I guess you were referring to the wankers who steer BMW vehicles?
Having a daughter who has worked in most motor vehicle franchises I am quite au fait with the demographic of various marques. What finally made her decide to go back into higher education was the invasion of her Audi "family ethos" by the BMW twats
iPhans+wandering mind = sad; sad+Lemon 4 = happy?
Could this research lead to the answer as to why millions of supposedly sane people go out and buy products that even Jobs admits are less than perfect, which to others are simply defective?
Very thought provoking research.
A bit confusing, but would a Iphone, perhaps, cure me from this awful habit of thinking of somebody else when having sex with somebody else.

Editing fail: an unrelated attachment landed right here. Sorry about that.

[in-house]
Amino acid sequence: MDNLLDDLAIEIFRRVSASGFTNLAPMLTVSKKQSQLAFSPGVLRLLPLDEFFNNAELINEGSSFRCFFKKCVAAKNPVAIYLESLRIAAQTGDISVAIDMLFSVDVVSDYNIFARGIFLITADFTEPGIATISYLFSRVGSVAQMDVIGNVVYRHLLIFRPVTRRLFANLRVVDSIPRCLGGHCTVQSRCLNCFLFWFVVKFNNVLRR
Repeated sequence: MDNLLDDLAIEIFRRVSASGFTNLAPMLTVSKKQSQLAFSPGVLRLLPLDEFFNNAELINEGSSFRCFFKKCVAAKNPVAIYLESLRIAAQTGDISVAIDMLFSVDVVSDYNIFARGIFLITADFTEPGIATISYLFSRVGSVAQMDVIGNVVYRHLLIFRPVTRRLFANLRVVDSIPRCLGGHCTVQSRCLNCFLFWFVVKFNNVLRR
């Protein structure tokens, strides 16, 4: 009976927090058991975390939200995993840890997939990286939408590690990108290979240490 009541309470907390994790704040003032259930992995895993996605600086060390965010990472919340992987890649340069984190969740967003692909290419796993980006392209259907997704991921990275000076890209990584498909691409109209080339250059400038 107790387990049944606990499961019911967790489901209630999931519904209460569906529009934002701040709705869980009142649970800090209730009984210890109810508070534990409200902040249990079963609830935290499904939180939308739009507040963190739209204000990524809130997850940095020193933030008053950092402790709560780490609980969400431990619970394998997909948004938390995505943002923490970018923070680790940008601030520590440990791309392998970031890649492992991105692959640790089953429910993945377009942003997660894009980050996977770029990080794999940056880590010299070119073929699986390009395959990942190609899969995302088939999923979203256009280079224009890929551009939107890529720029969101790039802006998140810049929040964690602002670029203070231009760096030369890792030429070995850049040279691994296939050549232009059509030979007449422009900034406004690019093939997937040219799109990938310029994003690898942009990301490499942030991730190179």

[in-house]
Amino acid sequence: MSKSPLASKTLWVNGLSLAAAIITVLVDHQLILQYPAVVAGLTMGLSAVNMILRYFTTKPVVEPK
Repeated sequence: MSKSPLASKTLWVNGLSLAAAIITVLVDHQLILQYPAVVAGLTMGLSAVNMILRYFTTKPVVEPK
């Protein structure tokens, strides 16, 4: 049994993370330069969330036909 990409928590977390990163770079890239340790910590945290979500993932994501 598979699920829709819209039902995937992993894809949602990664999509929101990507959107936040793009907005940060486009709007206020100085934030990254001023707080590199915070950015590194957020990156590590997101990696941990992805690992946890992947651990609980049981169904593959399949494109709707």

Anyone in a break in conversation in a pub or café or in a in interval in a theatre or cinema for instance who immediately starts playing with the I phone or android based phone or any smart phone
for that matter is a total cock period , it's got nothing to do with apple , I know two people who had I phones who now have android phone s for instance and they are no different , they are both still wankers.
Did you not mean:
"46.9% of iPhone users who were interested enough in measuring their (un)happiness to volunteer to download a dubious application and volunteer as guinea pigs"?
Normal people who are iPhone users would not have been interested in participating. This sample population is not representative of iPhone users in general.
So that explains it...
I hate Apple, I hate Macs, I especially hate their fanbois, I'm fundamentally opposed to the closed nature of the iphone and the Jobs brand of tyranny, but I have to admit I do like my iPhone (my preferred telco didn't have any decent android handsets so what was I to do?!?!)